The next is an orchestral piece by the French Composer Joseph Bologne (Chevalier de Saint-Georges) the opera overture "l'Amour Anonyme" in his hand writing. A recent piece I re-entered the notes into the computer was the violin parts for Vivaldi Concerto XI. I got a copy based on an old copy that was handwritten. Not easy to read and when you get to the end of the page, you have half a bar at the bottom of the page and the other half of a bar on top of the next page so the bar # gets a bit confusing.

Isn't hard to check for mistakes. You compare the total # bars to make sure you end up with the same total. I'd break the lines exactly the same as on the original so that it's easier to check for mistakes before adjusting the # bars on each line if necessary. And always do a playback a few times and compare with a sound recording online when available. Some of the time I would find mistakes in the original score than the other way around. I'd put a note on my copy stating that a mistake was found and corrected.

In my school days the computer software option wasn't available my music teacher made students copy music by hand (pen & paper).

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Originally Posted by cygnusdei
So I found a Czerny sheet music on IMSLP that I was interested in, but it's barely legible (like fax quality). As it's only 2 pages and not very complicated ... I ended up typesetting my own version on Sibelius 😇 The notation style is not exactly the same but I'd say it's pretty decent. Another bonus is that you can put in your own fingerings (the ones in the original don't quite work for me).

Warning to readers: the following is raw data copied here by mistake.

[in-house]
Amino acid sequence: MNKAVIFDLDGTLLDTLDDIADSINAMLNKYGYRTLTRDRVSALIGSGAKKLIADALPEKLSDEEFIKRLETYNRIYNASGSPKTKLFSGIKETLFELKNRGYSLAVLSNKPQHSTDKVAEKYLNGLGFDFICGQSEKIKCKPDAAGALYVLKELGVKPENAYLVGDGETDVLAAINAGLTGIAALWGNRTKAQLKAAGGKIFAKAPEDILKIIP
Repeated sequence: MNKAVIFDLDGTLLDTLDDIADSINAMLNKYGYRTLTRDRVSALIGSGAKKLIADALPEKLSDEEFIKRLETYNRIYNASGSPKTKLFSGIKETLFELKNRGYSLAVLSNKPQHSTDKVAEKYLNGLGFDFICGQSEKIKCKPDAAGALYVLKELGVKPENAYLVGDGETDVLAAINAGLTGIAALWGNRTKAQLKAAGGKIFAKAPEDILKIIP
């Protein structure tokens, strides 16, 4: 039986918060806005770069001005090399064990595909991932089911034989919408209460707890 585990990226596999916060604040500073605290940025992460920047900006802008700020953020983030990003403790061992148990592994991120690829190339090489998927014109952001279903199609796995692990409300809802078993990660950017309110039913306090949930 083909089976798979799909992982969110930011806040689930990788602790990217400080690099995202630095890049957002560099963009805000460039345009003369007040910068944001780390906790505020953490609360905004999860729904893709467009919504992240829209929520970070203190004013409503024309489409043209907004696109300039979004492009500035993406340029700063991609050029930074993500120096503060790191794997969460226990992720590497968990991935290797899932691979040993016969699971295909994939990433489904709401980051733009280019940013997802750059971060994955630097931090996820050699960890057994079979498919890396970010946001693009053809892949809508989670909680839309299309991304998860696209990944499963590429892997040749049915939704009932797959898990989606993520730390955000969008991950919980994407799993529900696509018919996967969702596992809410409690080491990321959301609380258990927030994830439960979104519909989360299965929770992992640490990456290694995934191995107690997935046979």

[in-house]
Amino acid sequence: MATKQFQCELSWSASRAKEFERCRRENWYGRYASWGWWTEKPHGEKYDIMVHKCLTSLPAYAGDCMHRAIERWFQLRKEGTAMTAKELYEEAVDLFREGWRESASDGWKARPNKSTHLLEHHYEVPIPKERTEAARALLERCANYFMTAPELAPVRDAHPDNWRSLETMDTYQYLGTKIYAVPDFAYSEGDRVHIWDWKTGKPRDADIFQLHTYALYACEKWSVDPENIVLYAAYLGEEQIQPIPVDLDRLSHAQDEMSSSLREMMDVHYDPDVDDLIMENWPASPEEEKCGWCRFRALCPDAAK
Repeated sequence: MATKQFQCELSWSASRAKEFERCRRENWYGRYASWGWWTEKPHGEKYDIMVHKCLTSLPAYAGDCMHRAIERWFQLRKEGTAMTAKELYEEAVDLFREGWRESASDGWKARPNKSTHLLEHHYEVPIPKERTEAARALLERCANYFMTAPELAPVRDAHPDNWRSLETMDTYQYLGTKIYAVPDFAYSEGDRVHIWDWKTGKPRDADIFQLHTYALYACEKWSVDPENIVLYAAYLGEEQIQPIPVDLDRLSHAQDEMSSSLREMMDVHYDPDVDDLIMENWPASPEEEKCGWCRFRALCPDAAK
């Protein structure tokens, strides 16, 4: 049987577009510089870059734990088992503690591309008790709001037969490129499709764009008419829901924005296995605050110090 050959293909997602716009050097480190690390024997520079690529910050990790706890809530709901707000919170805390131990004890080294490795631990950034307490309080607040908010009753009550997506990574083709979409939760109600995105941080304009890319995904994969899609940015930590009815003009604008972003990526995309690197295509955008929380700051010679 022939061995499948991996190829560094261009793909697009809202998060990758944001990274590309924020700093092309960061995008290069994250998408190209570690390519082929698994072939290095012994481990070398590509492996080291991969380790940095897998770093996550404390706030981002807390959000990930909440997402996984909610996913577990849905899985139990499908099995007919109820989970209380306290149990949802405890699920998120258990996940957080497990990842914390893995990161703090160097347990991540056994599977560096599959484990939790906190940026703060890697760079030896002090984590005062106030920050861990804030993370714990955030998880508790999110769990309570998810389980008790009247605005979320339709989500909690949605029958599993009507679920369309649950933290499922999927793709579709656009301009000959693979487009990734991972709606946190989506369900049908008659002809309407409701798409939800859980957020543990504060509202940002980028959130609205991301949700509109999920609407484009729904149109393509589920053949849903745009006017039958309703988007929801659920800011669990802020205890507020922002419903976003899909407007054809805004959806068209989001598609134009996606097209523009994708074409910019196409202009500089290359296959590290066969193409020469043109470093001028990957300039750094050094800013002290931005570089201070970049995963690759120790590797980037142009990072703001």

Has anyone ever done this? In this case I think it's worth doing considering the legibility problem, but it may not be feasible for longer works. And there is always a risk of introducing errors in the copying process, although the piece is easy enough to proofread.

I do this all the time. Literally. I use Musescore, and it is possible to let them convert a pdf into a musescore file, even though the results of that process range from almost perfect to useless.
I am very particular in how I want my score to look, and I always change the fingering. I don't know though what I'll do once I start playing much longer pieces. I wish I knew somebody who does this as well, so we could exchange scores...


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I can understand this involved process for illegible scores, but I’m having a hard time seeing how it should be used on every score. The question I have is one of time versus benefit: yes, it may make the rhythm notation clearer, but don’t you give up the ability to pick up an unaltered score and just play it with the notation provided?

If you’re not in the habit of altering all scores, you can recognize how many beats a dotted quarter note takes and when the next note should be played even if the alignment is not perfect.

Maybe I’m misinterpreting this process or don’t recognize the value, since I just play the music ‘as is’.

The musical repertoire is so great that it would be difficult to find someone who would want to exchange scores— as your choices in music would just seldom overlap.

I hope someone will discuss with a little more detail.


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I agree with dogperson. It's like learning to read different handwritings. Not everything is always going to be perfect. You should be able to read even badly notated music.